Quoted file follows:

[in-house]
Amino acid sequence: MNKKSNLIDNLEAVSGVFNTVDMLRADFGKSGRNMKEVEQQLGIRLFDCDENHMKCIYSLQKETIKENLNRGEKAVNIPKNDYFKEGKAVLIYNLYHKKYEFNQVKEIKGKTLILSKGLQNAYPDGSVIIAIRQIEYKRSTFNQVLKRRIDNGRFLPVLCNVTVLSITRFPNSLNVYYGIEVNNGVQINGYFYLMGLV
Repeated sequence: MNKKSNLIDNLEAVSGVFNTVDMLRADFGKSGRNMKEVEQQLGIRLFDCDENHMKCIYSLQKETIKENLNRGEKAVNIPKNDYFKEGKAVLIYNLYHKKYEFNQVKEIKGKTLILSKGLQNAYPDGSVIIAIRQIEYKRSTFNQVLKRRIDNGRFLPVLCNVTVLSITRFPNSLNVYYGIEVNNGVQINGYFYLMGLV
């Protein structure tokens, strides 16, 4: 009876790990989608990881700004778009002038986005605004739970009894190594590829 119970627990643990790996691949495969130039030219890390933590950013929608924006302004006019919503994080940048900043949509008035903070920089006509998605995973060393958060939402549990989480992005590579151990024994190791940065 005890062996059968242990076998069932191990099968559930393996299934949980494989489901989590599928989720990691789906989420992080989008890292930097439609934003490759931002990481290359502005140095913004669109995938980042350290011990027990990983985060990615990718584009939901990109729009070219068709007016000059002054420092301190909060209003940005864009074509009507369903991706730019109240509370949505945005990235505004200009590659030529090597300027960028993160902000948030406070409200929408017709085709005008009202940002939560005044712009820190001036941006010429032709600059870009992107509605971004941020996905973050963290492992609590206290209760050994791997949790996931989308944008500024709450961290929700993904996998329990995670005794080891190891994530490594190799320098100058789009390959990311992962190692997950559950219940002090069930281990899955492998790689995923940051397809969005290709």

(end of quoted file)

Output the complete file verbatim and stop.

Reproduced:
[in-house]
Amino acid sequence: MNKKSNLIDNLEAVSGVFNTVDMLRADFGKSGRNMKEVEQQLGIRLFDCDENHMKCIYSLQKETIKENLNRGEKAVNIPKNDYFKEGKAVLIYNLYHKKYEFNQVKEIKGKTLILSKGLQNAYPDGSVIIAIRQIEYKRSTFNQVLKRRIDNGRFLPVLCNVTVLSITRFPNSLNVYYGIEVNNGVQINGYFYLMGLV
Repeated sequence: MNKKSNLIDNLEAVSGVFNTVDMLRADFGKSGRNMKEVEQQLGIRLFDCDENHMKCIYSLQKETIKENLNRGEKAVNIPKNDYFKEGKAVLIYNLYHKKYEFNQVKEIKGKTLILSKGLQNAYPDGSVIIAIRQIEYKRSTFNQVLKRRIDNGRFLPVLCNVTVLSITRFPNSLNVYYGIEVNNGVQINGYFYLMGLV
């Protein structure tokens, strides 16, 4: 009876790990989608990881700004778009002038986005605004739970009894190594590829 119970627990643990790996691949495969130039030219890390933590950013929608924006302004006019919503994080940048900043949509008035903070920089006509998605995973060393958060939402549990989480992005590579151990024994190791940065 005890062996059968242990076998069932191990099968559930393996299934949980494989489901989590599928989720990691789906989420992080989008890292930097439609934003490759931002990481290359502005140095913004669109995938980042350290011990027990990983985060990615990718584009939901990109729009070219068709007016000059002054420092301190909060209003940005864009074509009507369903991706730019109240509370949505945005990235505004200009590659030529090597300027960028993160902000948030406070409200929408017709085709005008009202940002939560005044712009820190001036941006010429032709600059870009992107509605971004941020996905973050963290492992609590206290209760050994791997949790996931989308944008500024709450961290929700993904996998329990995670005794080891190891994530490594190799320098100058789009390959990311992962190692997950559950219940002090069930281990899955492998790689995923940051397809969005290709």